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plane maskThis weekend, after I boarded a Continental Express flight and plopped down in my designated seat, a rotten smell wafted my way. It reeked of body odor with delicate top notes of stale cigarettes, and it was utterly nauseating. Following some subtle investigation (arching my neck in various directions and sniffing), I surmised that the smell was probably coming from the passenger sitting directly behind me.

I didn’t want to make a stink or embarrass anyone by requesting a seat change on a full plane. So I spent the rest of the two-hour flight mouth breathing, meditating on pleasant-smelling things and thinking of ways to turn objects in my carry-on bag into odor-blocking face masks. Would fellow passengers stare or become frightened if I tied a sweater around my face?

Turns out I’m not the only traveler to experience pungent problems in flight — and the solution might have been easier than I expected. A reader recently wrote to us with a similar issue: “What do you do when a person very near your seat is wearing quite a lot of perfume and you are allergic to perfume? Once I was able to change seats — once I tied a bandanna over my face for a five-hour flight. Is there any better solution?”

IndependentTraveler.com Editor Sarah Schlichter answered: “Switching seats is certainly the best solution, though it can be difficult if your flight is very full. Explaining your reasons to the flight attendant may help; another passenger may be willing to switch seats with you if he or she is aware that you have a health issue.

“In case you’re not able to switch seats, it’s a good idea to have a bandanna or face mask on hand as a last resort. One other idea that may help: turn the overhead air spout in the direction of the offending scent — that may help divert the problem, at least a little.”

Eureka! The overhead air spout is an excellent defense against offensive odors; if only I had thought of that during the flight. Has this ever happened to you? How do you cope when you’re seated next to a noxious smell on a flight?

— written by Caroline Costello

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7 Responses to “Stinks on a Plane”

  1. SeaMarmot says:

    My nose usually gets so clogged in the stale in-flight air that I can’t smell a thing. But when I do have the unfortunate experience of being enveloped in a noxious cloud, I usually resort to pulling my shirt up above my nose.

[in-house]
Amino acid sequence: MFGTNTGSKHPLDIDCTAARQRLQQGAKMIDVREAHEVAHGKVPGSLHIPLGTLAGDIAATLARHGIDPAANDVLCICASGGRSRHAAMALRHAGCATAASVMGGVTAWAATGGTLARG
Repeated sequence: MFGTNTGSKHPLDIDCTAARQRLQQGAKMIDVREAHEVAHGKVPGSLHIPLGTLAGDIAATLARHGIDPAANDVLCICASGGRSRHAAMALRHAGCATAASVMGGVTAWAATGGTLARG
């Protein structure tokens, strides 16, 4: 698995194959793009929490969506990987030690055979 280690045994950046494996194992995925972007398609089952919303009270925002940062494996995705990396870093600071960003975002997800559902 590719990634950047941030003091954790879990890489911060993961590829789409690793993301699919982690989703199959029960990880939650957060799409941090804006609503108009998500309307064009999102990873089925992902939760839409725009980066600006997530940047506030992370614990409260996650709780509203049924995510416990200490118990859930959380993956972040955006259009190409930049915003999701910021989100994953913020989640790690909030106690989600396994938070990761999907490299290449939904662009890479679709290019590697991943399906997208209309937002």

2. Janis says:

    I just experienced this last week with a woman who’s perfume made me sneeze the entire flight. Turning on a overhead air full blast initially made the odor worse, but eventually helped dissapate it.

  3. Carol Bailey says:

    Pack vicks vaporub and rub it beneath your nose

  4. Jim says:

    I once observed someone several aisles away have to deal with a seatmate who vomitted. It was bad enough where I was, and I wasn’t even close. Subsequently I purchased a N95 particulate respirator (3M is one brand) which folds flat and is disposable. It looks like the photo in your article. I keep that and some medical exam gloves in my jacket pocket just in case. I’ve never used it but was prepared to if anyone coughed or sneezed around me during the H1N1 crisis. N95 is more than a dust mask as it will filter viruses but is not a chemcial respirator (which would be much more bulky).

  5. Margaret Minor says:

    In the 25 years that I have been flying, I have twice had passengers approach me and ask to be reseated. Their reason- the passenger sitting next to them had bad gas and they couldn’t take it any longer!! I was able to reseat the little boy and his father, but this is very difficult to do on (the standard) full flights we have everyday.
    Another flight, an all-nighter from LAX- JFK, I had a woman say she was allergic to dogs and there was one under the seat in front of her. I could tell she was having a reaction and resat her from coach to business class. She had to climb over the aisle pax who was draped out all over, but she was happy to comply to get away from the dog.
    Asking the flight attendant for help in reseating is the first step. In todays’ everyday flying experience (tired, frustrated, underpaid, overworked and under rested crews) I think it would depend on who you ask and if that attendant is compassionated enough to help you out. Good Luck!!
    I once read that ‘involuntary gastric emissions’ was one of the top rated complaints among paxs! I can at least move away from the guilty party, you all are stuck!

  6. GeorgeK says:

    I always carry Boroleum ointment. It’s sold by travel companies like Travelsmith or Magellan. It’s meant to keep your nose from drying out during the flight, and also has a somewhat strong but pleasant odor.

  7. LindaA says:

    I agree with the Vicks VapoRub response. I carry a tiny plastic tub (half the size of my thumb)of Vicks in my make-up case while traveling just for these type of things. I read once that this is an old trick of police officers/rescue personnel when dealing with a decomposing body. Putting a small bit directly under the nose kills the offensive odor and evokes warm and fuzzy memories of childhood having mom apply it when I had a cold.

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